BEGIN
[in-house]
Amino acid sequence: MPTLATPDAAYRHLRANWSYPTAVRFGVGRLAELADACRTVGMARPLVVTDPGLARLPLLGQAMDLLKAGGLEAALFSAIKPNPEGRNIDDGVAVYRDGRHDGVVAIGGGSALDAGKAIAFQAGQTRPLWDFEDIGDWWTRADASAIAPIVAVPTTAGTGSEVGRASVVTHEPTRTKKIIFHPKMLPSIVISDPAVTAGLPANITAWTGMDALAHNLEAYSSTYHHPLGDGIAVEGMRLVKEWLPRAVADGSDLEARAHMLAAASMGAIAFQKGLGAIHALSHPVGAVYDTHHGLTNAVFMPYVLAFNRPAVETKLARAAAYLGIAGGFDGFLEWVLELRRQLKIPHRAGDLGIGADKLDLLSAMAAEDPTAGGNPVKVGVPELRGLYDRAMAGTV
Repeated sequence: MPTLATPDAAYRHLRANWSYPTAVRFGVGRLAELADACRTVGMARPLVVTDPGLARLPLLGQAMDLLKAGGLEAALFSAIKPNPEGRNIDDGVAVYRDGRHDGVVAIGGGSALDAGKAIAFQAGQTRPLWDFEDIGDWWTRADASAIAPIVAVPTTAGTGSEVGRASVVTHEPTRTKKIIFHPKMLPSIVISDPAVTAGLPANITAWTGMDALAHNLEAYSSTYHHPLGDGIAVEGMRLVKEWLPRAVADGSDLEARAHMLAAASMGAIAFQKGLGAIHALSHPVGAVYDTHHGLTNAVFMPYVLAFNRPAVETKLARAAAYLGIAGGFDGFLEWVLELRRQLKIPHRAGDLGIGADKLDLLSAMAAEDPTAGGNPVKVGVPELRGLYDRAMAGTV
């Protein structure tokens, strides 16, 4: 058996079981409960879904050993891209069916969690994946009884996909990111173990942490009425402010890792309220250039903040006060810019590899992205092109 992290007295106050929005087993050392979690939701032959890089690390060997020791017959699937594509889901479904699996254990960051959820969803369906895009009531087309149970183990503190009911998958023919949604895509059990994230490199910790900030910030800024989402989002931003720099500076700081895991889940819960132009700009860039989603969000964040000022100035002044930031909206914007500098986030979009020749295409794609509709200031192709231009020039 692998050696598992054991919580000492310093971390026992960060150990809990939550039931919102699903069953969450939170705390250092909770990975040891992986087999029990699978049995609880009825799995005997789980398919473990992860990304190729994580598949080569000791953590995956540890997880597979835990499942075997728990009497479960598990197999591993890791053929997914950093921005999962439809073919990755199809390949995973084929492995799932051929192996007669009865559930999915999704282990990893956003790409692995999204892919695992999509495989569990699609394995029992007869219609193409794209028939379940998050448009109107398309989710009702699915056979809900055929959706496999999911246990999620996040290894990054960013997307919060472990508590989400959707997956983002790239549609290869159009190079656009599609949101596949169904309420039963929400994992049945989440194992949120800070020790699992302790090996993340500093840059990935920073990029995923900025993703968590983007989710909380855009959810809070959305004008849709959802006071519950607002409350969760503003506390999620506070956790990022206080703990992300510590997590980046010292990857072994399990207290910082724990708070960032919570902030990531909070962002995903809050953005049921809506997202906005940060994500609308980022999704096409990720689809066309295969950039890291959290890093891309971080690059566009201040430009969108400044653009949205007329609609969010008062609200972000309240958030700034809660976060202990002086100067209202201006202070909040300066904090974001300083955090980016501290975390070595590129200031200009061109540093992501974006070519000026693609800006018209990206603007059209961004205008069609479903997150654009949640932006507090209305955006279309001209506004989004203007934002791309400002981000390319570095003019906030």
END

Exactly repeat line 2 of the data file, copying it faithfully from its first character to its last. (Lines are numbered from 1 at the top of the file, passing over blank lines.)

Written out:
Amino acid sequence: MPTLATPDAAYRHLRANWSYPTAVRFGVGRLAELADACRTVGMARPLVVTDPGLARLPLLGQAMDLLKAGGLEAALFSAIKPNPEGRNIDDGVAVYRDGRHDGVVAIGGGSALDAGKAIAFQAGQTRPLWDFEDIGDWWTRADASAIAPIVAVPTTAGTGSEVGRASVVTHEPTRTKKIIFHPKMLPSIVISDPAVTAGLPANITAWTGMDALAHNLEAYSSTYHHPLGDGIAVEGMRLVKEWLPRAVADGSDLEARAHMLAAASMGAIAFQKGLGAIHALSHPVGAVYDTHHGLTNAVFMPYVLAFNRPAVETKLARAAAYLGIAGGFDGFLEWVLELRRQLKIPHRAGDLGIGADKLDLLSAMAAEDPTAGGNPVKVGVPELRGLYDRAMAGTV